Palm Springs Art Museum Presents Scraps: Fashion, Textiles And Creative Reuse, On View October 1, 2018 – January 14, 2019 At Architecture And Design Center
Exhibition Showcases 3 Women Designers Who Put Sustainability at the Heart of Artistic Process
Palm Springs Art Museum is proud to present Scraps: Fashion, Textiles and Creative Reuse, a new exhibition featuring creative approaches to repurposing textile industry waste, on view October 1 through January 14, 2019 in the Trina Turk Gallery of the Museum’s Architecture and Design Center.
Through more than 40 works, the exhibition showcases the work of three women designers who put sustainability at the heart of the artistic process: Luisa Cevese (founder of Milan-based design studio Riedizioni), Christina Kim (founder of Los Angeles-based brand dosa and 2018 recipient of the prestigious National Design Award for fashion) and Reiko Sudo (cofounder of Tokyo textile design firm NUNO). Each takes a unique approach to using materials and resources efficiently, promoting responsible labor practices, preserving local craft traditions, and exploring new technologies.
“This exhibition represents three incredibly talented and environmentally conscious women from three different continents,” says Brooke Hodge, Palm Springs Art Museum Director of Architecture and Design. “They share a common belief that there is much to be gained—aesthetically, financially and socially—by making recycling an integral part of their design practices. The delicate beauty of the fabrics, garments and accessories creates a seductive visual experience, but the concept also provides a platform for the many facets of sustainability.”
Cevese appropriates production waste to create one-of-a-kind fashion and home accessories. Her designs for Riedizioni, which she founded in 1996, are made with scraps gathered from various phases of the textile production process and are then encased in translucent polyurethane. A self-taught designer, Cevese began creating textiles for fashion and interiors in 1984.
Kim’s fashion brand, dosa, uses a system-wide approach to reuse and recycling, including using cutting-room waste to create new products. She draws on traditional, handcrafted and labor-intensive textile practices around the world, working with local artisans and engaging them in long-term collaborations. For the Palm Springs presentation of Scraps, Kim is creating a custom textile inspired by the special environment of Moorten Botanical Garden.
Sudo cofounded Nuno, a textile design firm at the forefront of innovation that combines the Japanese handcraft tradition with advanced technologies. Over the years, Sudo has proposed different initiatives to reduce waste, such as recycling polyester garments and using leftover scraps to create new textiles.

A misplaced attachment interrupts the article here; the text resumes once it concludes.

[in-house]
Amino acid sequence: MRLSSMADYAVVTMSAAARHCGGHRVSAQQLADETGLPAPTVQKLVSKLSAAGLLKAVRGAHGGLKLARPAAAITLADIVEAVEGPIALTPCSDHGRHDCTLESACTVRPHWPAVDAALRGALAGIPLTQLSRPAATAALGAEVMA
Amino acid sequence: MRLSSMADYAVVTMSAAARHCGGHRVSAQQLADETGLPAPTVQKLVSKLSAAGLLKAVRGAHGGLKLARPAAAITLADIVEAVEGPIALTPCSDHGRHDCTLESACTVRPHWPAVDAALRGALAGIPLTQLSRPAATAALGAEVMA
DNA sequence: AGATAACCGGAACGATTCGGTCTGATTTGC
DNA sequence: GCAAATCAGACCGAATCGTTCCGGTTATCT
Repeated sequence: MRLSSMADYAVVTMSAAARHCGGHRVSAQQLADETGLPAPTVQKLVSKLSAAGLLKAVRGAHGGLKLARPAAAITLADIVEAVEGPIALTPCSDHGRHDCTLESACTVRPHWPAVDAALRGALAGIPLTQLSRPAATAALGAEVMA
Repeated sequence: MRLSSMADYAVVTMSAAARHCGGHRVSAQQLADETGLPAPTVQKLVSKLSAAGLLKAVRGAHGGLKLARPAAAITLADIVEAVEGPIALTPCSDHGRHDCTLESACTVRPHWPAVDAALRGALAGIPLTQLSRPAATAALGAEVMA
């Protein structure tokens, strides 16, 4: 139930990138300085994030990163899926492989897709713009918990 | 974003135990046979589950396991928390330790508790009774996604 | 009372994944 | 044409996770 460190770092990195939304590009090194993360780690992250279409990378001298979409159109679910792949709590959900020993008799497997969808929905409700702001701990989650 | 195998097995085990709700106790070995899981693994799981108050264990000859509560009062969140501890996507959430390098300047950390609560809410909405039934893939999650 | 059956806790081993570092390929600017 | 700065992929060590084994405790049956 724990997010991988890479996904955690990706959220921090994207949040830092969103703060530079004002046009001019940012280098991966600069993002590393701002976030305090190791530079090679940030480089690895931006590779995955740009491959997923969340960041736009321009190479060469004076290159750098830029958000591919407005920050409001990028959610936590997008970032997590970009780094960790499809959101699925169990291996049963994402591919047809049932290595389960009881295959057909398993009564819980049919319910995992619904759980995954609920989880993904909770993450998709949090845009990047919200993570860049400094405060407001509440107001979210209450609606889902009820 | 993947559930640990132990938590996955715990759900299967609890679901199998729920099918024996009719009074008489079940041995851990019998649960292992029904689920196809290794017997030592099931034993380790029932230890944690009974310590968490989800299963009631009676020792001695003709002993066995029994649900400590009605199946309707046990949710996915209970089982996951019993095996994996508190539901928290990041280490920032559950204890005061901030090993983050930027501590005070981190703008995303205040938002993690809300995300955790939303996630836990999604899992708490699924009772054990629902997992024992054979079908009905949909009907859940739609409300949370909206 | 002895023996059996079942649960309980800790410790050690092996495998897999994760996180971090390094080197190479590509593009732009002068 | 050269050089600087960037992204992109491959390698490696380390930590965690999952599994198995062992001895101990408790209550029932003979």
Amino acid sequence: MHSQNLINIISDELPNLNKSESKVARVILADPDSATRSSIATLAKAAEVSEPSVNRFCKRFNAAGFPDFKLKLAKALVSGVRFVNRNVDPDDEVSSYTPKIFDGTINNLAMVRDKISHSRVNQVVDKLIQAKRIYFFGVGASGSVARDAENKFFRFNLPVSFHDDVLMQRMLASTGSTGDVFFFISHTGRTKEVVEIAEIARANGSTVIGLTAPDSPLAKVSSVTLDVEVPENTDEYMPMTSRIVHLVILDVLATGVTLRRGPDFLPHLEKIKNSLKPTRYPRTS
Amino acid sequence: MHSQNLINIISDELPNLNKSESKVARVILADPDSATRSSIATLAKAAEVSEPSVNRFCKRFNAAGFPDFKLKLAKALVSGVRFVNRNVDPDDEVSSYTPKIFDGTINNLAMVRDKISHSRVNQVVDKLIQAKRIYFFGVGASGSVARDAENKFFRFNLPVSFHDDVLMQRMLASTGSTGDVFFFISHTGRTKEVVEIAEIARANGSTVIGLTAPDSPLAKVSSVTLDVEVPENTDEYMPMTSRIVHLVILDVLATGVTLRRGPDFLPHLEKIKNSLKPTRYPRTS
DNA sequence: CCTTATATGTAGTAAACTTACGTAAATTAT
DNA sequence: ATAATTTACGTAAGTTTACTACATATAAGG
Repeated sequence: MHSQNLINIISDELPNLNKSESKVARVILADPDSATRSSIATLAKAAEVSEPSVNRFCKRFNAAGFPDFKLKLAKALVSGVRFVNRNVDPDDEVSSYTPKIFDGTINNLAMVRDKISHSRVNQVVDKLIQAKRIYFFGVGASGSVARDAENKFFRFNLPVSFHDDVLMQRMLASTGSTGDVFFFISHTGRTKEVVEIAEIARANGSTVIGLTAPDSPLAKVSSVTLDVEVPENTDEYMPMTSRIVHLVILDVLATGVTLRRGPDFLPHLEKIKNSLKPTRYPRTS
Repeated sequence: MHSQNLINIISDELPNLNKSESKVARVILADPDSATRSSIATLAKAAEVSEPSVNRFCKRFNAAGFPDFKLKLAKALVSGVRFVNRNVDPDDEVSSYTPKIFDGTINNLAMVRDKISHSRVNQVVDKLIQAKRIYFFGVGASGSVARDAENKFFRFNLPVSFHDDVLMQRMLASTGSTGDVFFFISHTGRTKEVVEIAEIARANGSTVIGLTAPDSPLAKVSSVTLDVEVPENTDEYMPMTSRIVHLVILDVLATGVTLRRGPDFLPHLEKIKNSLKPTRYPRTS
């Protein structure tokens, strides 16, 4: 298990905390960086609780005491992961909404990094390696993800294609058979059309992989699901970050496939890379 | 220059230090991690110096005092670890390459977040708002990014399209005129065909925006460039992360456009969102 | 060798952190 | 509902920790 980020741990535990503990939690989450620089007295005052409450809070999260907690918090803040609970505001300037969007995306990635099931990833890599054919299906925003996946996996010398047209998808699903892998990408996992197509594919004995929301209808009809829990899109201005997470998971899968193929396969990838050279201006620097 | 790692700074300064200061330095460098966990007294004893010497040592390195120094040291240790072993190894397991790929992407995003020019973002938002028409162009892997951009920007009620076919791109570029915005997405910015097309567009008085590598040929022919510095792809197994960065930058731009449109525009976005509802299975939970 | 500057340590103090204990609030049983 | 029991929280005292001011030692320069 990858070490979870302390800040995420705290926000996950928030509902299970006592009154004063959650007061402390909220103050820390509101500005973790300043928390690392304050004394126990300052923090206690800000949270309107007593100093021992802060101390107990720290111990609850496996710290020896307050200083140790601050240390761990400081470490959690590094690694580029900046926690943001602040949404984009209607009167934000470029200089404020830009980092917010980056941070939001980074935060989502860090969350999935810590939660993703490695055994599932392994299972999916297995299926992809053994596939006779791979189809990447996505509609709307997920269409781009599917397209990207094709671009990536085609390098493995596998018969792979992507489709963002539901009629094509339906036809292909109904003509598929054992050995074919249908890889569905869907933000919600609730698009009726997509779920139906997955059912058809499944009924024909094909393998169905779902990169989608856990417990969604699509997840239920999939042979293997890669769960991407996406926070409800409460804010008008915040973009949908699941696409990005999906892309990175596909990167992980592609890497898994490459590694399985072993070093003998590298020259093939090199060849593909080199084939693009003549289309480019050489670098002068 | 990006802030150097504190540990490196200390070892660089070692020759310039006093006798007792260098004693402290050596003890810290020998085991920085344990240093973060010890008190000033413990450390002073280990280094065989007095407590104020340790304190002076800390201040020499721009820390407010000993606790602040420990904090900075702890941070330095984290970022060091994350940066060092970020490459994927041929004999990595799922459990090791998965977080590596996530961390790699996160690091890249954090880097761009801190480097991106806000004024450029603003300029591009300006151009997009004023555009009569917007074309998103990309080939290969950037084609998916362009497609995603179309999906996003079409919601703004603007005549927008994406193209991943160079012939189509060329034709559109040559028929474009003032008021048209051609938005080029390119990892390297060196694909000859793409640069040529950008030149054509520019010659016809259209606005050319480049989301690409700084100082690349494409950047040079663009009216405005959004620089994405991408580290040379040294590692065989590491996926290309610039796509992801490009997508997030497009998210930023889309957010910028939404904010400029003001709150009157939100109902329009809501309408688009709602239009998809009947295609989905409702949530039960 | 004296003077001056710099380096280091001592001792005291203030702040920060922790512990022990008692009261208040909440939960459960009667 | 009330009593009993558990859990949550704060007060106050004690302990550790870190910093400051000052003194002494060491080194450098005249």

The exhibition’s related educational programs include an evening lecture, workshops, and docent-led walkthroughs. birdbrain a local non-profit line merging clothing with social practice, will host a sewing meet-up on December 20. The Free 2nd Sunday activities on January 13 will be led by S.C.R.A.P. including art projects and curriculum about textile materials. S.C.R.A.P. is an engaging mobile program that delivers art and environmental education using donated discarded materials. Participants learn about conservation, reuse and other issues through hands-on exploration, capturing the Four R’s – Reduce, Reuse, Recycle, Responsibility.
Scraps is organized by New York City-based Cooper Hewitt, Smithsonian Design Museum, and is curated by Matilda McQuaid, Deputy Director of Curatorial and Head of Textiles, and Susan Brown, Associate Curator of Textiles. The Palm Springs presentation is organized by Hodge.
A 112-page illustrated catalog of the exhibition, written by McQuaid and Brown with essays by the featured designers, has been published by Cooper Hewitt, Smithsonian Design Museum, and will be available at the Architecture and Design Center’s Bradford W. Bates Vault Museum Design Store.
Palm Springs Art Museum Architecture and Design Center is located at 300 S. Palm Canyon Drive, Palm Springs. The center’s hours are Sunday through Tuesday and Friday and Saturday from 10 a.m. to 5 p.m.; Thursday from noon to 8 p.m. with free admission from 4 p.m. to 8 p.m. Information: (760) 423-5260
For Palm Springs Art Museum locations, hours, admission prices, membership opportunities and exhibitions, please visit psmuseum.org or call (760) 322-4800.
About Palm Springs Art Museum:
Palm Springs Art Museum is the largest cultural institution in the Coachella Valley and includes three locations in Palm Springs and Palm Desert. The flagship building, located in downtown Palm Springs, features compelling art exhibitions, a vast permanent collection, and the Annenberg Theater, all in a 150,000 square foot, architecturally-significant building. Palm Springs Art Museum Architecture and Design Center, Edwards Harris Pavilion, features exhibitions and programming that explore the rich topics of architecture and design. Palm Springs Art Museum in Palm Desert is an 8,400 square foot, Silver LEED-certified building named The Galen featuring rotating exhibitions and special collections. The Galen is surrounded by the four-acre Faye Sarkowsky Sculpture Garden. Admission to the Palm Desert location is free, generously underwritten by Helene V. Galen.